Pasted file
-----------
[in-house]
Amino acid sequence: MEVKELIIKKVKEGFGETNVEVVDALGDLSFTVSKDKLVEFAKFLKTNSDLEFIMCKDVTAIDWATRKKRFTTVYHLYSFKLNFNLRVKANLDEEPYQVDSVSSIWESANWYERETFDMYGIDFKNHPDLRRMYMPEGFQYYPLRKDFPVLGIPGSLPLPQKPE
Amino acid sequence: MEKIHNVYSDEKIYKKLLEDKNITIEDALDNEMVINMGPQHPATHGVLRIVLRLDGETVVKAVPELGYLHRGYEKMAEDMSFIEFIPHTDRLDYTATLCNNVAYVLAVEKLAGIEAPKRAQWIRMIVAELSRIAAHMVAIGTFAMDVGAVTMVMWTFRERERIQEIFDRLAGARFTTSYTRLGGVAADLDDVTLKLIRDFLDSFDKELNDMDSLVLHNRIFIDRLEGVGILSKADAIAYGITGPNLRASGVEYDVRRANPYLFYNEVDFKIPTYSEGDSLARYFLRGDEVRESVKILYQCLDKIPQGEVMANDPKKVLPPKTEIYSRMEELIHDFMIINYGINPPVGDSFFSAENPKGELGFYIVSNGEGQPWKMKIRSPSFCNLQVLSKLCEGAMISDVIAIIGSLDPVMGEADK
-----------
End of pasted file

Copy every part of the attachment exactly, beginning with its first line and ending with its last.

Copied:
[in-house]
Amino acid sequence: MEVKELIIKKVKEGFGETNVEVVDALGDLSFTVSKDKLVEFAKFLKTNSDLEFIMCKDVTAIDWATRKKRFTTVYHLYSFKLNFNLRVKANLDEEPYQVDSVSSIWESANWYERETFDMYGIDFKNHPDLRRMYMPEGFQYYPLRKDFPVLGIPGSLPLPQKPE
Amino acid sequence: MEKIHNVYSDEKIYKKLLEDKNITIEDALDNEMVINMGPQHPATHGVLRIVLRLDGETVVKAVPELGYLHRGYEKMAEDMSFIEFIPHTDRLDYTATLCNNVAYVLAVEKLAGIEAPKRAQWIRMIVAELSRIAAHMVAIGTFAMDVGAVTMVMWTFRERERIQEIFDRLAGARFTTSYTRLGGVAADLDDVTLKLIRDFLDSFDKELNDMDSLVLHNRIFIDRLEGVGILSKADAIAYGITGPNLRASGVEYDVRRANPYLFYNEVDFKIPTYSEGDSLARYFLRGDEVRESVKILYQCLDKIPQGEVMANDPKKVLPPKTEIYSRMEELIHDFMIINYGINPPVGDSFFSAENPKGELGFYIVSNGEGQPWKMKIRSPSFCNLQVLSKLCEGAMISDVIAIIGSLDPVMGEADK